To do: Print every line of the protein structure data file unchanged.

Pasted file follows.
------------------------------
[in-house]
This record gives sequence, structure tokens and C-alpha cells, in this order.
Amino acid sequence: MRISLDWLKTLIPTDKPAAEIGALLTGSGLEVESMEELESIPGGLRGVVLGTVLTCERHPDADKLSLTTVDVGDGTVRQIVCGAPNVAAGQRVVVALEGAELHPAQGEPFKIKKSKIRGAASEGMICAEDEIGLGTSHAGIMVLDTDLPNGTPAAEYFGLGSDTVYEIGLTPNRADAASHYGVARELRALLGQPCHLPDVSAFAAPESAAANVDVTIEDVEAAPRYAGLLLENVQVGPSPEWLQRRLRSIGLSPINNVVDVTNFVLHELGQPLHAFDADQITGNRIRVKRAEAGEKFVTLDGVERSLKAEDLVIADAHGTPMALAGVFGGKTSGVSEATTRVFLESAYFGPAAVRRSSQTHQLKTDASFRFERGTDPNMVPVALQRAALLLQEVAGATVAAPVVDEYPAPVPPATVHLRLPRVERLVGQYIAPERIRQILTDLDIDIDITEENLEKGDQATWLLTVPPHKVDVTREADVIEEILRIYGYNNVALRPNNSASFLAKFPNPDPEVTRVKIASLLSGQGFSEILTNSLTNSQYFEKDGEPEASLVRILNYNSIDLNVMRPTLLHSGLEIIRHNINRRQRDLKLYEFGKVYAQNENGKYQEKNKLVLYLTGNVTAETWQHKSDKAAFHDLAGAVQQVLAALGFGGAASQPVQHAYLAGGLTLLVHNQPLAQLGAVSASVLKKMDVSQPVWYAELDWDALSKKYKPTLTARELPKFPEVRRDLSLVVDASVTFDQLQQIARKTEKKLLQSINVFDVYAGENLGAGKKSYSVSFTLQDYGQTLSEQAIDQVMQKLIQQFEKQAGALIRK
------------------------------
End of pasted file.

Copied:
[in-house]
This record gives sequence, structure tokens and C-alpha cells, in this order.
Amino acid sequence: MRISLDWLKTLIPTDKPAAEIGALLTGSGLEVESMEELESIPGGLRGVVLGTVLTCERHPDADKLSLTTVDVGDGTVRQIVCGAPNVAAGQRVVVALEGAELHPAQGEPFKIKKSKIRGAASEGMICAEDEIGLGTSHAGIMVLDTDLPNGTPAAEYFGLGSDTVYEIGLTPNRADAASHYGVARELRALLGQPCHLPDVSAFAAPESAAANVDVTIEDVEAAPRYAGLLLENVQVGPSPEWLQRRLRSIGLSPINNVVDVTNFVLHELGQPLHAFDADQITGNRIRVKRAEAGEKFVTLDGVERSLKAEDLVIADAHGTPMALAGVFGGKTSGVSEATTRVFLESAYFGPAAVRRSSQTHQLKTDASFRFERGTDPNMVPVALQRAALLLQEVAGATVAAPVVDEYPAPVPPATVHLRLPRVERLVGQYIAPERIRQILTDLDIDIDITEENLEKGDQATWLLTVPPHKVDVTREADVIEEILRIYGYNNVALRPNNSASFLAKFPNPDPEVTRVKIASLLSGQGFSEILTNSLTNSQYFEKDGEPEASLVRILNYNSIDLNVMRPTLLHSGLEIIRHNINRRQRDLKLYEFGKVYAQNENGKYQEKNKLVLYLTGNVTAETWQHKSDKAAFHDLAGAVQQVLAALGFGGAASQPVQHAYLAGGLTLLVHNQPLAQLGAVSASVLKKMDVSQPVWYAELDWDALSKKYKPTLTARELPKFPEVRRDLSLVVDASVTFDQLQQIARKTEKKLLQSINVFDVYAGENLGAGKKSYSVSFTLQDYGQTLSEQAIDQVMQKLIQQFEKQAGALIRK